Romney, Obama, and Voters: It's Complicated

Are voters torn between the guy they like better and the fellow they hope could do more for the economy?

| Mon May 21, 2012 5:00 AM EDT

Barack Obama is ahead in the polls. Then Mitt Romney is. The president is leading among women. Then the likely Republican nominee is. Romney's favorable rating is in the dumps. Presto! It's above water. The volatility of the 2012 presidential race is a boon for pollsters and pundits, who every day, it seems, have new data to dissect and a new shift to explain.

The reasons for the movement in the polls can seem obvious. With Romney no longer being sniped at daily by fellow Republicans—and with him keeping his distance from reporters and no longer appearing at crazy-town debates—it's no surprise his favorability numbers have crept upward. And with the economic recovery remaining sluggish—and the jobs picture still grim in many regions—Americans have cause to be frustrated with the status quo and the president. But for those who'd like to short-cut much of the nanosecond-by-nanosecond analysis, there is a fundamental dynamic to the race to consider: Many voters tend to like Obama but are disappointed that the economy has not rebounded more robustly on his watch. And many voters—perhaps some of the same voters—don't like Mitt Romney, the awkward, say-anything quarter-billionaire, but they fancy the idea of a business-savvy Mr. Fix-It who can turn around the economy. Consequently, voters in the middle—those not propelled by partisan or ideological views and those not yet decided—will be tugged in opposite directions over the next five-and-a-half months, as they sort out conflicting impulses. Consequently, poll results will see-saw.

A Gallup poll conducted earlier this month found that 60 percent consider Obama more likable than Romney. And a recent Washington Post-ABC News poll noted that 56 percent held a favorable opinion of Obama; merely 35 percent said the same of Romney. But in other surveys Romney is doing better of late on the favorability front. A USA Today poll noted his favorable/unfavorable rating had flipped back to a net positive of 50/41 percent. This is not a shocker. With the wacky Republican primary contest completed, voters are no longer being subjected to nonstop Romney gaffes and constantly reminded of his 1-percentness and attendant policies.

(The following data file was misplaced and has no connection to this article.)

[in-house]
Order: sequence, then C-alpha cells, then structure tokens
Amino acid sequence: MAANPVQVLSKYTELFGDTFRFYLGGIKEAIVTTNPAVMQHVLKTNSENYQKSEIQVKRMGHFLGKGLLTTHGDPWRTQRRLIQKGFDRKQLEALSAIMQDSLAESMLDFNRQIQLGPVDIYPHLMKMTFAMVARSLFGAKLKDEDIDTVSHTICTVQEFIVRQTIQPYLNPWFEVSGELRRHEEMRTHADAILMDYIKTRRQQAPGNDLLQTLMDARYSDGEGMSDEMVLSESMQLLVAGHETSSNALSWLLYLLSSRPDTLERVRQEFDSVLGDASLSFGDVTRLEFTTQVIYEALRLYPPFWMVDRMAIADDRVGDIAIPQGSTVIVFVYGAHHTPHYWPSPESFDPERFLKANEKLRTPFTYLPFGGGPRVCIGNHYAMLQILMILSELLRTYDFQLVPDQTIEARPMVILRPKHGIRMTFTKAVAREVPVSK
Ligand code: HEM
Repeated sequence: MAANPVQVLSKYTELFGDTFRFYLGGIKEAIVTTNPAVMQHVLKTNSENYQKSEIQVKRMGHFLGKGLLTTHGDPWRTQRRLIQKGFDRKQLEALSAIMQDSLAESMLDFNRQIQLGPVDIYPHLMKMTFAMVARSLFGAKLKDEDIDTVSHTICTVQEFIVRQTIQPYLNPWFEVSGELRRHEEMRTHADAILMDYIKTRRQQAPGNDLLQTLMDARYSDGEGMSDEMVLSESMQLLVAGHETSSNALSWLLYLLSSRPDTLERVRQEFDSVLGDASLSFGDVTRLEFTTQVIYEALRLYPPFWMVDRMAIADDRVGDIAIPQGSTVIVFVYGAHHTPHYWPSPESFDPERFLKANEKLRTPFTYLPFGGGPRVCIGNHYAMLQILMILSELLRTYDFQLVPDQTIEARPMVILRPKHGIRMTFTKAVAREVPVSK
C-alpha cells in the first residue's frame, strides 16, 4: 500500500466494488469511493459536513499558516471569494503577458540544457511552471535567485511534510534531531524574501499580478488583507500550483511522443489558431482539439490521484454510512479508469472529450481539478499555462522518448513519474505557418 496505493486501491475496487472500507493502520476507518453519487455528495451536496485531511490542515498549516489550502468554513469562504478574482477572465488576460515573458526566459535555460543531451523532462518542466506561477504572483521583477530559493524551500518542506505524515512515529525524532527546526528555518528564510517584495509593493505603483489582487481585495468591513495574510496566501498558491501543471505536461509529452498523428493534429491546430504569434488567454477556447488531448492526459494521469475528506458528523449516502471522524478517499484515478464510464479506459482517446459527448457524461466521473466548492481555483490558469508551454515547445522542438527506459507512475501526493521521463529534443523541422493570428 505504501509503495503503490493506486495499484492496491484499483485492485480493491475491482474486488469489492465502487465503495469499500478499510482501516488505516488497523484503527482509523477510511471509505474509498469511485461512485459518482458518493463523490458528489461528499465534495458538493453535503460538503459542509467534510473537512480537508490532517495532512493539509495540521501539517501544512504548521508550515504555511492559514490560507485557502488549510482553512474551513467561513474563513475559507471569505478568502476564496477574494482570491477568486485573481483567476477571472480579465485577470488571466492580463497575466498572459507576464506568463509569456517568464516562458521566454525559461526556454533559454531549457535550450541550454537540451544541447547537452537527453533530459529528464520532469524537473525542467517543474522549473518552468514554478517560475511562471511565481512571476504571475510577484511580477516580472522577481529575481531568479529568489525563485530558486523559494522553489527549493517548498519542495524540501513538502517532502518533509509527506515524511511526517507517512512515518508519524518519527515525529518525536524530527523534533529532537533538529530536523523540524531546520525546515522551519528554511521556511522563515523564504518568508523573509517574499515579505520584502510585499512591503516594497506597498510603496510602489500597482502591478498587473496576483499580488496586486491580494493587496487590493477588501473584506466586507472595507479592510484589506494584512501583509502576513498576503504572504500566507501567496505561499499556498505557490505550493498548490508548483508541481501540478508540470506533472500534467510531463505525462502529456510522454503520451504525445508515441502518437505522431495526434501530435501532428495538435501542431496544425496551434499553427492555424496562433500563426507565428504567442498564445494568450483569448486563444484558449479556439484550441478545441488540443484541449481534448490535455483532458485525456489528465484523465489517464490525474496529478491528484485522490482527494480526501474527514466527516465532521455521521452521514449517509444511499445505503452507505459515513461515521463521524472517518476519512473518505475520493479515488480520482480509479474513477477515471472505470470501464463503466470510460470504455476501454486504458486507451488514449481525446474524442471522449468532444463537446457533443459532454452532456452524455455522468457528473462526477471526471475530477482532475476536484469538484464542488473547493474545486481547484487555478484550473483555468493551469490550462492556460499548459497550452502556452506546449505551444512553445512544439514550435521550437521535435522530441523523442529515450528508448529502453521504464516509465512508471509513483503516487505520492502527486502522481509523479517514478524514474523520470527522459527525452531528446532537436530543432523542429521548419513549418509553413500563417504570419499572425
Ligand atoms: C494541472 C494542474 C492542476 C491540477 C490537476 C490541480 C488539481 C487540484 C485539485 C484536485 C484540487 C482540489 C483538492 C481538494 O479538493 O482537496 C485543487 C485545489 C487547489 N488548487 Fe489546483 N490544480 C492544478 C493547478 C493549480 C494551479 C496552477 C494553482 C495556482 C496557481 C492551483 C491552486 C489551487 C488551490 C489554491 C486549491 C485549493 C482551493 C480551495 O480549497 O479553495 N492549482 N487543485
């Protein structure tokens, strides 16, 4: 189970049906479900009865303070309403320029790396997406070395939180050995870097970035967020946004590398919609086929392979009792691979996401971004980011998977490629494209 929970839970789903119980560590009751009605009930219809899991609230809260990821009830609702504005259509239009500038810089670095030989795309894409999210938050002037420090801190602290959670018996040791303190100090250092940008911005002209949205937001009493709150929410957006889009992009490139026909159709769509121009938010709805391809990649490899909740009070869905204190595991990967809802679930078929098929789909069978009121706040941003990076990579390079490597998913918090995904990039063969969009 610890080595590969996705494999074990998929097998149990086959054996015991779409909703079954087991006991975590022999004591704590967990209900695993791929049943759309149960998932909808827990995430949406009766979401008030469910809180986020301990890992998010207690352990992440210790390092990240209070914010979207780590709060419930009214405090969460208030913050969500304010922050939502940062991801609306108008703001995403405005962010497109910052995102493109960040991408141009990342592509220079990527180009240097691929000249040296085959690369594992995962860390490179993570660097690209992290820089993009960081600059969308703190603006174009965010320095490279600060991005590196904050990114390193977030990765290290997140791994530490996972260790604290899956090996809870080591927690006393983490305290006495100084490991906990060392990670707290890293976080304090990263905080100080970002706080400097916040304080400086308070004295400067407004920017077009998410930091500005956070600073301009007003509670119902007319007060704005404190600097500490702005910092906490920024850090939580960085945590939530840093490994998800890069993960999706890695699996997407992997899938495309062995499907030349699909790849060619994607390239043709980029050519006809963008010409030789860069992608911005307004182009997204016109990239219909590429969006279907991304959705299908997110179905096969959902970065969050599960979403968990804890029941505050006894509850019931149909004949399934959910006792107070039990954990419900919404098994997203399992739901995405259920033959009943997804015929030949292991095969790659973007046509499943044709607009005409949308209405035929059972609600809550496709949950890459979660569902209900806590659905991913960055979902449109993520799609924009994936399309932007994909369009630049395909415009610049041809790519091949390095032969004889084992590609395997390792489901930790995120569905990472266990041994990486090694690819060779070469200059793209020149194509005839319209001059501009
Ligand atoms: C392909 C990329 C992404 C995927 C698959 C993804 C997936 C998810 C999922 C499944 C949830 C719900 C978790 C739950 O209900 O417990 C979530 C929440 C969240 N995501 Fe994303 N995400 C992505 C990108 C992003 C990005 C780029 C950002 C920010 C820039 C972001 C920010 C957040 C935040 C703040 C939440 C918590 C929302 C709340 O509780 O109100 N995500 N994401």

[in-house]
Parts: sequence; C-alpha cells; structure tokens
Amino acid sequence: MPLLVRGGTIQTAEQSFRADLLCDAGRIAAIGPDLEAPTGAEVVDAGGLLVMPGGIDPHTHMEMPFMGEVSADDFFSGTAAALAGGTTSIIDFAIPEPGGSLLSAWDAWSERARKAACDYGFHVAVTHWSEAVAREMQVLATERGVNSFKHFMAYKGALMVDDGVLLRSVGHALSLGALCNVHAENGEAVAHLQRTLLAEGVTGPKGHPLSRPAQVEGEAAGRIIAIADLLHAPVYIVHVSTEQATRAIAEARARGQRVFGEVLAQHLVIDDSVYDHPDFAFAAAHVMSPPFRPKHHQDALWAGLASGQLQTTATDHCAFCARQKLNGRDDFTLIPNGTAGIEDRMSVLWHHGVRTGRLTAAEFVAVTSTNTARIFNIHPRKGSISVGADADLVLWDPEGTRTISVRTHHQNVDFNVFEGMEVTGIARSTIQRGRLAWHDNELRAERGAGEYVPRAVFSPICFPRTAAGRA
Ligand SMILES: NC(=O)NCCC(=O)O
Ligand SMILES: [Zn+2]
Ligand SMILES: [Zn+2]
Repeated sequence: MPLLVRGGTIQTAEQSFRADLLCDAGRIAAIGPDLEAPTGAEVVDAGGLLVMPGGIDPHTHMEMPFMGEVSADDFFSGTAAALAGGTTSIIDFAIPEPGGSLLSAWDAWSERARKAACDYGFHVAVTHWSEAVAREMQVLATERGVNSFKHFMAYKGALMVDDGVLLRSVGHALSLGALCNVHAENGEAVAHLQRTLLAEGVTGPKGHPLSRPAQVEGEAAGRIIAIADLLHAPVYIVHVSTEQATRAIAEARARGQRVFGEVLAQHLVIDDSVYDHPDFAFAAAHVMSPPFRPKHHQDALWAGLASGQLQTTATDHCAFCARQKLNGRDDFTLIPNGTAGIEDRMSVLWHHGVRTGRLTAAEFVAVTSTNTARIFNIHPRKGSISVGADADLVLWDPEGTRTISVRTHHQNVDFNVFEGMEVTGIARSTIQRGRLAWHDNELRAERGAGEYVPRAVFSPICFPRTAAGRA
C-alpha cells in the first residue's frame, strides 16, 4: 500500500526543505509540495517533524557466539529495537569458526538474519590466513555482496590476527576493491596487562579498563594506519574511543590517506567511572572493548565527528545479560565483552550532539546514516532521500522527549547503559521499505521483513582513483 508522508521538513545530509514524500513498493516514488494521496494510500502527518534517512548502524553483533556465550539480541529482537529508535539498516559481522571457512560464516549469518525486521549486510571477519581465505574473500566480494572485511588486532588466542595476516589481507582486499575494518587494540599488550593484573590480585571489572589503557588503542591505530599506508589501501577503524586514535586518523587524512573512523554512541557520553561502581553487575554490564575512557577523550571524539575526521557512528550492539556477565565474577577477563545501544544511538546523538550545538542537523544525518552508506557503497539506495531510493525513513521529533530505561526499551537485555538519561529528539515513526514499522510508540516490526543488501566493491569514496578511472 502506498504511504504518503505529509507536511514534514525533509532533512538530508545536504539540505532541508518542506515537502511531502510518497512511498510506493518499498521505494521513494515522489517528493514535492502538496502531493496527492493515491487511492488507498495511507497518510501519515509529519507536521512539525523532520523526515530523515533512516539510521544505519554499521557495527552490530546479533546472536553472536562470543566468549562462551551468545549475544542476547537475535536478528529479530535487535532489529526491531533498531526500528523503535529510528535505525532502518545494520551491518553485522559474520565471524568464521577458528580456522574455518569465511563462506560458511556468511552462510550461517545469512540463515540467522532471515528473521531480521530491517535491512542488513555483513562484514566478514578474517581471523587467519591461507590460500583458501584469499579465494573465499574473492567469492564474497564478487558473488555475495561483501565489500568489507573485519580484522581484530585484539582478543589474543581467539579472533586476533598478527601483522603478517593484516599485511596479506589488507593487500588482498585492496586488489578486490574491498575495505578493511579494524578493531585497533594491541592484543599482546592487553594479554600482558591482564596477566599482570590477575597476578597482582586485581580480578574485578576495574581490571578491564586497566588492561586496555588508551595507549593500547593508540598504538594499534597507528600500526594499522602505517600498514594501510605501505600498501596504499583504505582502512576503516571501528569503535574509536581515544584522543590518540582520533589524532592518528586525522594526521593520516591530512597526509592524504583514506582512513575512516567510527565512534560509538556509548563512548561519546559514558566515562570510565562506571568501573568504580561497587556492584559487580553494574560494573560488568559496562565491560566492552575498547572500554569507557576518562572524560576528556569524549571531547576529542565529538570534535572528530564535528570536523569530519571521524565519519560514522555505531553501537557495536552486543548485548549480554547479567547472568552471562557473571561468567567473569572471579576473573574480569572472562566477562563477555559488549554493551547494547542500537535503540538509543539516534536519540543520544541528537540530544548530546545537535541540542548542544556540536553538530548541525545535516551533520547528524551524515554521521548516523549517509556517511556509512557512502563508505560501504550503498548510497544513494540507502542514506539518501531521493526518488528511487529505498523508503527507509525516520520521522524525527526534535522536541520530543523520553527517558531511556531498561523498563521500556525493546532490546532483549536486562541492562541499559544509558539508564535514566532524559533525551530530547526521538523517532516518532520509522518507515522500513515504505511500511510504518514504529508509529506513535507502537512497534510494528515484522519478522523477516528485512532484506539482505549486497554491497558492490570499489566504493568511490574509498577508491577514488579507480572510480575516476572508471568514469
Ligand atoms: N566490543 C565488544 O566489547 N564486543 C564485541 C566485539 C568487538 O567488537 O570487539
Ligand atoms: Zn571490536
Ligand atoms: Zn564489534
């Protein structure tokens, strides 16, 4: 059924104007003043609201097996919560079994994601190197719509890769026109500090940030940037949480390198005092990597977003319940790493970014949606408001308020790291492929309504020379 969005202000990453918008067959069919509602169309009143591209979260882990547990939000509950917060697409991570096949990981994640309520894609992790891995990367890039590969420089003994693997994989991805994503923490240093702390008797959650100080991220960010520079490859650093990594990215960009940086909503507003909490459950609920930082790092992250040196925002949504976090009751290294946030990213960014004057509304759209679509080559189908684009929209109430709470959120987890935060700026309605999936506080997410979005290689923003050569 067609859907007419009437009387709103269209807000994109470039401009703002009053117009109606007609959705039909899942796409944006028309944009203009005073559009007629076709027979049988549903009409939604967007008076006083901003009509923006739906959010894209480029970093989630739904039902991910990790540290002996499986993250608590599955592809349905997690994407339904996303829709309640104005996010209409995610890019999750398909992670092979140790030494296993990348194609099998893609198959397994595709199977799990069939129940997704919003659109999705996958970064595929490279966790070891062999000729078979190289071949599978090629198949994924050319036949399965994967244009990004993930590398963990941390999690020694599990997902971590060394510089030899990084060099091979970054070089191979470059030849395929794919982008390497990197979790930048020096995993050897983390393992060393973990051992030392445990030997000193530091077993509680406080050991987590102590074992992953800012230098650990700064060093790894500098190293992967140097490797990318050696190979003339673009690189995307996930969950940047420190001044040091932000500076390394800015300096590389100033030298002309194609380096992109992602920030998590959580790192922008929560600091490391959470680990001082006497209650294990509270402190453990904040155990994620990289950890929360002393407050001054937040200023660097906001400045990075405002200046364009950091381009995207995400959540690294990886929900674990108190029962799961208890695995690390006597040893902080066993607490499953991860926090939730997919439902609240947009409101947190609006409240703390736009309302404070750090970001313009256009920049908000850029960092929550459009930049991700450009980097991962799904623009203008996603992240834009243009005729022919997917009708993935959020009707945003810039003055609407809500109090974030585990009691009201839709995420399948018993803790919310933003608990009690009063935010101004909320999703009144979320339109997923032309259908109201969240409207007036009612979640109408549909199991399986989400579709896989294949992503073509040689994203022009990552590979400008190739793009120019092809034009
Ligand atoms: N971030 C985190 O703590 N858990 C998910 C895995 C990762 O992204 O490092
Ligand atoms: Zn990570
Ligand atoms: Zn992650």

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Obama still retains a slight likability lead, and the recent months suggest that he will be able exploit that gap later in the campaign when Romney will be less avoidable. But the president faces a more daunting challenge with voters regarding who can best produce an economic makeover. From a recent USA Today poll:

55% say the economy would get better over the next four years if Romney was elected, compared with 46% who say it would improve if Obama was re-elected. Twenty-seven percent say the economy would get worse in a Romney first term, compared with 37% who say that of an Obama second term.

A Fox News poll handed Romney a slight edge on the critical question of who would do better creating jobs, 43 percent to 41 percent.

Polls have shown that voters believe Obama understands their lives more so than Romney and cares more about the plight of middle-income Americans than his presumed Republican challenger. And that Fox News survey did ask respondents whether they'd rather have Romney or Obama as an investment adviser managing their money. Romney outperformed Obama 47 to 32 percent. But Fox News also inquired, "Who would you hire as a life coach?" Obama outscored Romney 47 percent to 33 percent.

This may be a glib way of casting the choice for voters. But it does aim at a basic feature of this election: Will voters be yearning for a by-the-numbers, get-the-job-done CEO, or a leader who might better address the aspirations and values of voters and reflect the national story those voters want told?

Many voters probably want both. And it will be tough for some to choose between these two meta-offerings. But Obama can be judged on his results. His policies have raised employment levels by about 4 million jobs. That's more than his predecessor, but for some voters, it may not be sufficient. Romney, though, will be evaluated on his potential. There will be campaign quarrels over what he did when he led Bain Capital and when he was governor of Massachusetts. But the dominant question will be, can he supercharge the economy if he reaches the White House?

The idea of Romney appears to play better with voters than the actual man. When the issue is what Romney might do in office—rather than what the voters think of him as a person—he tends to score higher. Voters are drawn more to the concept of Romney—a successful business tycoon who can use his corporate know-how to boost the US economy—than the fellow in the suit.

It's a president you know and like who has not engineered a complete economic turnaround versus a candidate you're not too hot about but who might do better. For voters not predisposed toward a D or an R—not those who are voting for Obama because they fear right-wing Supreme Court appointees and not those who are voting for Romney to get rid of Obamacare—this is probably a difficult decision. Which means there will likely be much shape-shifting in the race through the summer and fall. It's complicated—and the polls will reflect that until Election Day.

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